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Private ownership of land occupies a central position in American law. In the nineteenth century a link emerged in West Coast states between property ownership and race, exemplified by the 1859 Oregon Constitution, which declared that no ”Chinaman” could ever own land in Oregon. During this period, ”race” was legally constructed along a white-nonwhite binary, with Chinese immigrants categorized as ”nonwhites.” For the Chinese in the United States, this subordinate racial status entailed strict labor and residential segregation from whites, as well as a vulnerability to mob violence. Their inability to become citizens only compounded their subordinate racial status.
White antipathy to foreign laborers from China culminated in the federal Chinese Exclusion Act of 1882, which barred Chinese immigration for a ten-year period (it was later extended a number of times). This anti-Chinese racism was easily transferred to Japanese agricultural workers, who began entering the country in increasing numbers after 1890. Like the Chinese before them, Japanese agricultural laborers were classified as ”nonwhite,” and they were therefore barred from becoming U.S. citizens. Yet despite the racialized disabilities imposed upon them, Japanese immigrants thrived in the first decade of the twentieth century. Their success in agriculture was held against them, however: White farmers viewed them as unfair competitors because entire Japanese families would work their farms and save labor costs.
This racial animosity congealed into efforts to prevent the Japanese from owning or acquiring agricultural land. An ”Alien Land Law” was passed by the California legislature in 1913. The law granted aliens eligible for U.S. citizenship plenary property ownership rights but limited ”aliens ineligible to citizenship” to those rights explicitly granted by treaties. The relevant 1911 U.S.-Japan treaty, however, did not mention protecting the property rights of Japanese persons residing on agricultural land in the United States. While facially neutral, this law relied on the federal racial prerequisite to naturalization—one had to be a ”free white person” to become naturalized—to bar Japanese farmers from land ownership. This legal sanction was a response to the economic success of Japanese truck farmers in California in the early twentieth century.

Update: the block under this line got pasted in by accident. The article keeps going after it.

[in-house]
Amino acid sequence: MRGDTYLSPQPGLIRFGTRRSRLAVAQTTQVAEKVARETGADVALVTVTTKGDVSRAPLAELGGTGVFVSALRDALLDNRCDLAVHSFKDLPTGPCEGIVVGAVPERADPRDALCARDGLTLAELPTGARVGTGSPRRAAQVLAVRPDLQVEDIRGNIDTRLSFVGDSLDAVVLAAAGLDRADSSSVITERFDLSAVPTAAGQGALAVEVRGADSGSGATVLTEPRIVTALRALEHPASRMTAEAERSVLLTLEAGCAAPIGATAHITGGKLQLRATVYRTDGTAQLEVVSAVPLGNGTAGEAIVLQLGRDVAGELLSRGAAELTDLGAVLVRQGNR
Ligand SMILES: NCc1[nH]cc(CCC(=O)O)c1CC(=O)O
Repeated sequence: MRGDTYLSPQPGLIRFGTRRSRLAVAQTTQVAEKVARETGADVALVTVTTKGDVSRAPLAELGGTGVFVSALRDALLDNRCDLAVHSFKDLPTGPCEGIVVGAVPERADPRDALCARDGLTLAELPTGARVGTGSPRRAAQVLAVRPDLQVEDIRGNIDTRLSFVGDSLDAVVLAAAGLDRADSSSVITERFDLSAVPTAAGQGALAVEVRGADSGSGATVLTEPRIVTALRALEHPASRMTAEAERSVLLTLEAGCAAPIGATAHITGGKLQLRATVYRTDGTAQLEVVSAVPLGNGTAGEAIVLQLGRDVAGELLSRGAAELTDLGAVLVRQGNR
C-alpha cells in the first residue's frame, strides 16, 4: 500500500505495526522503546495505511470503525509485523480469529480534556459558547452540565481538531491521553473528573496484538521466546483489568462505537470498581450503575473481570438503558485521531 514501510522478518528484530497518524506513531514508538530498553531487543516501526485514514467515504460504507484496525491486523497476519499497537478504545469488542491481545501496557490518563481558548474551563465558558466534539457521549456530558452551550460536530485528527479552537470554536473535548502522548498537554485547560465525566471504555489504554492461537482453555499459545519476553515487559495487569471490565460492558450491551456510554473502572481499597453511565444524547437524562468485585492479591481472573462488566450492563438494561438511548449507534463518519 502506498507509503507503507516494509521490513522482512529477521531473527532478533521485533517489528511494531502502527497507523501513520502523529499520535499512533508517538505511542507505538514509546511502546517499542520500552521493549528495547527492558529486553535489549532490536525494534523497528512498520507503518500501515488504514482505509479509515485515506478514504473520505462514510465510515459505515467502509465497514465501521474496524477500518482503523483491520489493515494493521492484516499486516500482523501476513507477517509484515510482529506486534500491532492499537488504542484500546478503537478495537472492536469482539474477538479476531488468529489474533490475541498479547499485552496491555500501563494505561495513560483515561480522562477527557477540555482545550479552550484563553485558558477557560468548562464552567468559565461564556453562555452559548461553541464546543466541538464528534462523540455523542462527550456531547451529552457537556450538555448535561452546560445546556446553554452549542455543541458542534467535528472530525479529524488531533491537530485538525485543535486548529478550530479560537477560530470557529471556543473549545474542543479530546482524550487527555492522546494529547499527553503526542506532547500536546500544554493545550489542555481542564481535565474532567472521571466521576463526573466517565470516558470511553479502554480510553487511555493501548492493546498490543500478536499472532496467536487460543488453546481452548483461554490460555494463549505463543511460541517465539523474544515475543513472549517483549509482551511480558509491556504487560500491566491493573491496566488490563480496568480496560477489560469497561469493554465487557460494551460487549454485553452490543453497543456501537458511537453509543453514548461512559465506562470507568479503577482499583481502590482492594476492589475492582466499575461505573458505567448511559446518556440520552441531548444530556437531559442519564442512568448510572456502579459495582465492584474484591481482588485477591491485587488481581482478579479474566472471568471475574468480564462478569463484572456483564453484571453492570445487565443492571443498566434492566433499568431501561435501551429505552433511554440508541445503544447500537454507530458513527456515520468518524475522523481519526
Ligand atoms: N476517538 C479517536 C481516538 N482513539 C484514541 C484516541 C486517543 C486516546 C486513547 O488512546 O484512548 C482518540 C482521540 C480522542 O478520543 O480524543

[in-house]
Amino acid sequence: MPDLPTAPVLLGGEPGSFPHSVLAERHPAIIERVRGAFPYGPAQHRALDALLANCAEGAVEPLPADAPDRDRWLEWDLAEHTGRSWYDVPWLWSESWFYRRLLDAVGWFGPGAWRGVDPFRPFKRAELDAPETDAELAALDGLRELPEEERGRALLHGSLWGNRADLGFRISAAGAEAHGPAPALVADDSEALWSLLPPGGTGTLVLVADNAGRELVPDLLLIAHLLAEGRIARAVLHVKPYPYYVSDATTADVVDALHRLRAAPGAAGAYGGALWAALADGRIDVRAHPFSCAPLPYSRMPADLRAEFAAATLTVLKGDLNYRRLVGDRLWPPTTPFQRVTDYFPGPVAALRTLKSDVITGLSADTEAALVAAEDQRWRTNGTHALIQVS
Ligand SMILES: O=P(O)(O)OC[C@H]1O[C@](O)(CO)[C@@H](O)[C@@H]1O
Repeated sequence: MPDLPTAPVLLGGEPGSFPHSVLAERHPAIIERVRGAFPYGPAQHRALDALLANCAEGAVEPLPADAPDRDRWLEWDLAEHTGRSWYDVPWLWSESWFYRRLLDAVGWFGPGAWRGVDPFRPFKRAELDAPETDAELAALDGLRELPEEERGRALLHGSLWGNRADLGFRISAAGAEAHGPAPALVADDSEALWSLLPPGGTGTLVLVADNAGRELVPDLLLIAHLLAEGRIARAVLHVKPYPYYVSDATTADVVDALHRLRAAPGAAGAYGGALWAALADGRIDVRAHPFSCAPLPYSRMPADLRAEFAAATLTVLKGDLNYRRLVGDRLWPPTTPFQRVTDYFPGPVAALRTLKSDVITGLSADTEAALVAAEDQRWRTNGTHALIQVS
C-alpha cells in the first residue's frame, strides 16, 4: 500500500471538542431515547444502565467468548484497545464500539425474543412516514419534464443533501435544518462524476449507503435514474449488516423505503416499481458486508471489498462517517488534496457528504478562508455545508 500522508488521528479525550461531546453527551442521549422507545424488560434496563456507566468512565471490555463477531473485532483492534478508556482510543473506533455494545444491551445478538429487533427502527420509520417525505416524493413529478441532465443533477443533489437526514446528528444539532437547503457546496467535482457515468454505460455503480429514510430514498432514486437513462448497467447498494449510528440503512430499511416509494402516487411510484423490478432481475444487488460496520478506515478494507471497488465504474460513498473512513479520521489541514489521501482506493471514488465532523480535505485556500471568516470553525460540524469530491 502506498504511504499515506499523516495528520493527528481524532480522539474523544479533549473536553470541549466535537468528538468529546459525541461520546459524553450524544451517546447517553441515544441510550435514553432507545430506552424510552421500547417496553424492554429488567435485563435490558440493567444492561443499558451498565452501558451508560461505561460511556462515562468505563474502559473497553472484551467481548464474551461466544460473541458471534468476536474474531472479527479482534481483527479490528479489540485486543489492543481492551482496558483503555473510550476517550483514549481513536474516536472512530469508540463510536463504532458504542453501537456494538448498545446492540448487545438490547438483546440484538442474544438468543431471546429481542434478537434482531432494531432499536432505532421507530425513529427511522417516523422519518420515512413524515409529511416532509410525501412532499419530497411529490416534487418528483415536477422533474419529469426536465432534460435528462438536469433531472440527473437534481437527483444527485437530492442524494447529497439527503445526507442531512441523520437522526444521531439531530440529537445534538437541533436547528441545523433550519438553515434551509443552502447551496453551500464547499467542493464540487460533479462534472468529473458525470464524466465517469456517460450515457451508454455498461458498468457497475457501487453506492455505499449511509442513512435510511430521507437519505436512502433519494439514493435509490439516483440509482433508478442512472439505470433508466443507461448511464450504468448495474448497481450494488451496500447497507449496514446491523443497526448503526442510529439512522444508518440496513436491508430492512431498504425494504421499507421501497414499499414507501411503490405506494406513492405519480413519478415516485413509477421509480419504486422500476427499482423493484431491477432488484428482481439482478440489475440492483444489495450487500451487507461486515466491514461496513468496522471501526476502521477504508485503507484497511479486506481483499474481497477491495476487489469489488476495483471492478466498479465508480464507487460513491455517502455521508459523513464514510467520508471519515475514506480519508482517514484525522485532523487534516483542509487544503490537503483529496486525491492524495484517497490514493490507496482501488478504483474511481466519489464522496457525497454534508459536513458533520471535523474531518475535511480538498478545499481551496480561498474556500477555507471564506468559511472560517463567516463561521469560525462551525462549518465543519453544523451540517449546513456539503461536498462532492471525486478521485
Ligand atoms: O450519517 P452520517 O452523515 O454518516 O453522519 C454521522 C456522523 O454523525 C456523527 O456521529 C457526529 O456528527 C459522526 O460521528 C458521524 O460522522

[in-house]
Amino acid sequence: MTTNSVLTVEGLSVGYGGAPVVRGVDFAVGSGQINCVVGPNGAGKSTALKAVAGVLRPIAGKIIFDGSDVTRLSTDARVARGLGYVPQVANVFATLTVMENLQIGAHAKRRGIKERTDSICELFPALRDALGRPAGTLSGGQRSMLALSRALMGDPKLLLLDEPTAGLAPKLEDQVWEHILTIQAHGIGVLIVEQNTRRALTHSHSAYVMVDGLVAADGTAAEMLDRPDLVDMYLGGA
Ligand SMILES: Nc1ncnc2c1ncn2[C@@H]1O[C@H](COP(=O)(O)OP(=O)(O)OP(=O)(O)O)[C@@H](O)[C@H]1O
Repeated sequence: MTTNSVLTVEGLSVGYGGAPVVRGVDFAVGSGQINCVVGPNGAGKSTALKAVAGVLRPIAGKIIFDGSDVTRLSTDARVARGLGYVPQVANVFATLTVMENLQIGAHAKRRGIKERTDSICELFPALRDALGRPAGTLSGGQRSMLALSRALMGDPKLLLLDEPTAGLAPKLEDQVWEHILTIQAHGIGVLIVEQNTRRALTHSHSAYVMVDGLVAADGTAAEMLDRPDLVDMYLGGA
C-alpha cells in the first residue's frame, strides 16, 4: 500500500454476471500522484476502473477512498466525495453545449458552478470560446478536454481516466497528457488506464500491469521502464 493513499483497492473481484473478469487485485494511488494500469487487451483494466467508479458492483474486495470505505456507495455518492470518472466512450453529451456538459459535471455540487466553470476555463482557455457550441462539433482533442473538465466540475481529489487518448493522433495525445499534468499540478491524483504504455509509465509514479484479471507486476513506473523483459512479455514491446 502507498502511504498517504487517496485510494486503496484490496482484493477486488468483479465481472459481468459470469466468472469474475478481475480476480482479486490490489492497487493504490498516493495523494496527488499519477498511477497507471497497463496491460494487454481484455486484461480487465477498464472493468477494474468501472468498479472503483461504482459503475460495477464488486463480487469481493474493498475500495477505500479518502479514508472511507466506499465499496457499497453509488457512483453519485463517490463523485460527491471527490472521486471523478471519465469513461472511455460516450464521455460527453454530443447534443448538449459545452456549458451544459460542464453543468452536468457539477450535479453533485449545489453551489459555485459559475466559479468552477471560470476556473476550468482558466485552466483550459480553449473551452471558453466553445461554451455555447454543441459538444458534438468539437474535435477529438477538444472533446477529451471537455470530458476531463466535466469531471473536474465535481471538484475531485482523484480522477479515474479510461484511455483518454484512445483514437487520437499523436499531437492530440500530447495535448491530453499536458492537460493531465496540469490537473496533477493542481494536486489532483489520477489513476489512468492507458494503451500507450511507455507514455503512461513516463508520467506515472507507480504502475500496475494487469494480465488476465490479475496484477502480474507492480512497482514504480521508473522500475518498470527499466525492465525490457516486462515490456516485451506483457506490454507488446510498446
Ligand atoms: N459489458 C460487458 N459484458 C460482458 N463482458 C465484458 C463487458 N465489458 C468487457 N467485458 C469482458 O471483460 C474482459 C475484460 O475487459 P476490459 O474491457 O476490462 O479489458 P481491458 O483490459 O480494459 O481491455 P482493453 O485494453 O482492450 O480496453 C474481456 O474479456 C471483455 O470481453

Despite the 1913 law, Japanese land holdings increased. Japanese farmers used various strategies to circumvent the law, such as assigning title in the name of citizen children, with land held in trusts or guardianships, or forming title-holding agricultural corporations with noncitizen farmers as shareholders. By 1920 anti-Japanese activists—including members of the California Grange, which was supported by the Hearst newspapers—placed an initiative on the ballot outlawing the methods used to circumvent the 1913 law. The 1920 initiative passed with a majority in every California county and resulted in a decline in acreage under Japanese ownership throughout the decade.
Other western states soon followed. Arizona had enacted an Alien Land Law in 1917, and between 1921 and 1925 Washington, Louisiana, Oregon, Idaho, Montana, and Kansas passed similar laws. During World War II Wyoming, Utah, and Arkansas also passed Alien Land Laws.
In 1923 the U.S. Supreme Court ruled on the constitutionality of these laws. In Terrace v. Thompson (1923), the Court upheld the Washington Alien Land Law on the ground that a state could rightly restrict property ownership to U.S. citizens, and that doing so did not amount to impermissible racial discrimination. Porterfield v. Webb (1923) upheld California’s 1920 initiative amending the 1913 Alien Land Law. In Webb v. O’Brien (1923), Trick v. Webb (1923), and Cockrill v. California (1925), the Court upheld the 1920 initiative’s various restrictions on circumventions of the law.
After World War II the California law was challenged in Oyama v. California (1948). The U.S. Supreme Court overturned, on equal protection grounds, a provision of the 1920 initiative that forbade an ”alien ineligible to citizenship” from being a guardian to a minor U.S.-born child. The California Supreme Court finally overturned the entire 1920 law in Fujii v. State of California (1952), and the Oregon and Montana supreme courts also set aside their Alien Land Laws in Namba v. McCourt (1949) and State of Montana v. Oakland (1955), respectively.
Washington’s Alien Land Law was repealed in 1966 by ballot initiative. The Wyoming legislature was successfully lobbied by the Alien Land Law Project of the University of Cincinnati Law School in 2001 to repeal its Alien Land Law.
- Aoki, Keith. 1998. ”No Right to Own?: The Early Twentieth-Century ‘Alien Land Laws’ as a Prelude to Internment.” Boston College Law Review 40: 37—72.
- Lazarus, Mark L., III. 1989. ”An Historical /Analysis of Alien Land Law: Washington, Territory and State, 1853—1889.” University of Puget Sound Law Review 12: 197—246.
- Yamamoto, Eric K., et al. 2001. Race, Rights, and Reparation: Law and the Japanese American Internment. Gaithersburg, MD: Aspen Law and Business.
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